Pet Periodontal Disease

Gum problems afflict many of us and even if the symptoms aren’t evident at first, as the disease advances it can cause chronic pain, missing teeth and eroded gums. Cats and dogs can have these problems as well, so here’s what you should know about pet periodontal disease and its treatment.

The cause for the periodontal disease is bacteria in plaque and it is prevalent in dogs and cats. The disease is infectious and progresses over time, so it is important to know the current stage it is in to determine a proper treatment.

How the disease starts

The periodontium is comprised of four tissues: the gingiva, the periodontal ligament, the alveolar bone and the root cementum. The periodontium is the layer protecting the teeth and this disease destroys this layer leading to severe teeth problems and the eventual loss of teeth.

You could describe the periodontal disease as a struggle between the immune system and the bacteria with tissues being destroyed in the process through the release of toxins. The immune system tries to destroy the bacteria and in this process the gums have to suffer too, so they become red and start to bleed while chewing.

This is only the first stage of the disease as it progresses much further to lead to more pain. The supporting bone below the gums is infected and then destroyed in the next stages leading to the pets becoming reluctant to eat and express a lot of discomfort. The final stage makes the teeth become loose and might fall out.

This isn’t the end of the problem because the bacterial toxins and destroyed tissues with bacteria still living on them can enter the blood stream and lead to other injury to organs like the heart, liver or kidney. Jaw fractures can also occur in the final stage.

To properly assess the stage of the disease some dental radiographs and periodontal probing is needed and once the diagnosis of the stage is made, the veterinarian can start with the proper treatment.

Stages of the disease and their symptoms

In stage one (no bone loss and normal periodontal probing) you only need to clean above and below the gum line, but most owners only bring their pets to a vet check when things advance further.

Stage two starts with periodontal pockets between the gum and tooth without any bone loss and here the treatment means the cleaning of the gum tissue and tooth root after which a gel is applied to help the gum reattach itself to the tooth root.

In stage three the periodontal pockets go very deep and bone loss now starts to happen. Things get really complicated here and there might be a need to open a gum flap and clean the tissue around the root after which therapy is needed to grow new tissue and bone.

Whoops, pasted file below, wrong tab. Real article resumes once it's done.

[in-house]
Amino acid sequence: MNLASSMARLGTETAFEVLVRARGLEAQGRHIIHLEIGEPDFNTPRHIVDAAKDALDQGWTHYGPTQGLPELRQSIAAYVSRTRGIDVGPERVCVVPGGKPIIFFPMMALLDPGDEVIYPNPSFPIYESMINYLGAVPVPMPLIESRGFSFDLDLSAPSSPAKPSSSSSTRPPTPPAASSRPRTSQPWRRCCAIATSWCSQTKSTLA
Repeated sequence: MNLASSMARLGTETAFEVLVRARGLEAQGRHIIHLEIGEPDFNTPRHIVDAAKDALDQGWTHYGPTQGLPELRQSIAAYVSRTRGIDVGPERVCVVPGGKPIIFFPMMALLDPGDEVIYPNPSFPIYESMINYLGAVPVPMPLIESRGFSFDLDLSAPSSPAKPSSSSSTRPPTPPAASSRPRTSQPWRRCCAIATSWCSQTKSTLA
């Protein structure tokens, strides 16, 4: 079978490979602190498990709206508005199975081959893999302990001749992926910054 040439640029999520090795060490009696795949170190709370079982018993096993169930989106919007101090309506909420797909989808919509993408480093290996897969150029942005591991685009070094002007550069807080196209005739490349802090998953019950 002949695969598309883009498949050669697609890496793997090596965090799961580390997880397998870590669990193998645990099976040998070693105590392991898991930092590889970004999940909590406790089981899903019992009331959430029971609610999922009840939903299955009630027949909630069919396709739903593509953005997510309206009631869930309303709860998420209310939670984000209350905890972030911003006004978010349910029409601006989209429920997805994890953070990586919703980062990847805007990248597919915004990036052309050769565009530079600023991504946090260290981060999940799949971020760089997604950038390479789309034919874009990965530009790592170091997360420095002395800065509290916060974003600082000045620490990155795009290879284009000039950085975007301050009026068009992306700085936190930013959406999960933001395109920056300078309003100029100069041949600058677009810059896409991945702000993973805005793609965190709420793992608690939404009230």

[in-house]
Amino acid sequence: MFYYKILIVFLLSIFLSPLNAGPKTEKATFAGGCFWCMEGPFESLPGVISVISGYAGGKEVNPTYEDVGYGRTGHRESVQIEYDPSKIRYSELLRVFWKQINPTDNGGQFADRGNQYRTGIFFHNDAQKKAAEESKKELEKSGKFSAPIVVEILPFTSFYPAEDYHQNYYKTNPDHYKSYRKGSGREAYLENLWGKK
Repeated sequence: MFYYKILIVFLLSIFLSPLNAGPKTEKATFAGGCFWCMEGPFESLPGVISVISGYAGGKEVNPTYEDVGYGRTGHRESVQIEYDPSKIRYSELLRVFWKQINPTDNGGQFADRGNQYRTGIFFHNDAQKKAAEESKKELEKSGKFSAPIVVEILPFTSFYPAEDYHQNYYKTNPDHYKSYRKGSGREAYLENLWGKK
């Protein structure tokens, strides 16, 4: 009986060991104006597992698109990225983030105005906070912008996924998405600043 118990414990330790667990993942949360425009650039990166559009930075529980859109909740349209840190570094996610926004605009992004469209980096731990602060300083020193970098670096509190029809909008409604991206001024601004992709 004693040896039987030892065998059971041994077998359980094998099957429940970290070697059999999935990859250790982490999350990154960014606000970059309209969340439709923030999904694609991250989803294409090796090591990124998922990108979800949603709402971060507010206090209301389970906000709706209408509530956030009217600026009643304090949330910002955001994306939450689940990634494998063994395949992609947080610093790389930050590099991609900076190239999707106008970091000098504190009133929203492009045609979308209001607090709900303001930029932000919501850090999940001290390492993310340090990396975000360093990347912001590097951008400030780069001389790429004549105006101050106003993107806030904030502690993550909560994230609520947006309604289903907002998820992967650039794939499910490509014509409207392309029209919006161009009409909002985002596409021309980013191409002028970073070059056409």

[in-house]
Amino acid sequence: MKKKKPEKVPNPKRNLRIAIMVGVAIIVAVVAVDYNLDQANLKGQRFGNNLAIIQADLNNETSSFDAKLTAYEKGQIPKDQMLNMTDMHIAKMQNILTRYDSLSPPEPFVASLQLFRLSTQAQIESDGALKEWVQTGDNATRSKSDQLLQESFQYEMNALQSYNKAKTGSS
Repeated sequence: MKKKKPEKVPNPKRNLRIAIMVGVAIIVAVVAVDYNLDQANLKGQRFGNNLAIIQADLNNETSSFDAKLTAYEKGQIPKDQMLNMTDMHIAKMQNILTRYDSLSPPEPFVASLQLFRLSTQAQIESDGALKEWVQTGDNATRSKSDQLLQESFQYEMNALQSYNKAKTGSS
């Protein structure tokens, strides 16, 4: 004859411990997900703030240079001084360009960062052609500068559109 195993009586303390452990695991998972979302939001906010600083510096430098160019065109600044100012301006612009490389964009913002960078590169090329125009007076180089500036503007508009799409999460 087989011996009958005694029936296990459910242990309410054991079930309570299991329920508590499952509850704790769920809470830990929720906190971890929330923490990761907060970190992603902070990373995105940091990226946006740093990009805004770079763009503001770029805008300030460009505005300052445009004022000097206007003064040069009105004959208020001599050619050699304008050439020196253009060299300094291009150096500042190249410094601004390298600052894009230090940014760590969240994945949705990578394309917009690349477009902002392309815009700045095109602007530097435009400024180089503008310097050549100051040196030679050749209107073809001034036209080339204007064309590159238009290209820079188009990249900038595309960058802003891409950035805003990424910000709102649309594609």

At the final stage bone loss is of over 50% and the only thing that can be done now is to extract the affected teeth, even if sometimes there are surgical interventions that can improve the pet’s condition. By this stage the pet is probably in a lot of pain and won’t eat too much, so you might want to check things before getting here.

Prevention is the most important step for the welfare of your pet

As you probably realize by now, this is a really serious disease and it is much better to prevent it from becoming problematic rather than face its consequences. Regular oral exams and cleanings will ensure you know of this at an early stage and thus get rid of it before any damage is done.

Just as with us humans, the cats and dogs also need to have their teeth brushed daily and your vet should be able to teach you how to do this in a manner that is as painless as possible for both you and your pet. You need to have patience with this process, but if you do it right then your pets will allow you to do this.

The quality of the food you give your pet will have some impact on their gums and teeth and you can find food that helps scrub their teeth as they chew or have additives that prevent problems, so check those out but always ask your vet about the right diet.

For dogs the chewing of toys and treats will prevent gum disease as long as the toys aren’t too hard. Rubber balls or other toys made of that material will improve their dental health but you will still have to periodically clean the teeth by brushing them.

We mentioned brushing the teeth and this is only effective if you do it every day, otherwise it will be quite painful for the pet and you aren’t doing much good. This should become a habit in the pet grooming routine and if you leave it to the professionals to only do this once a month or so then it won’t work.

About the author

Jennifer Pitts

Jennifer Pitts

I love pets and I love animals. I have 2 dogs and 3 cats and it's not enough for me.

Leave a Comment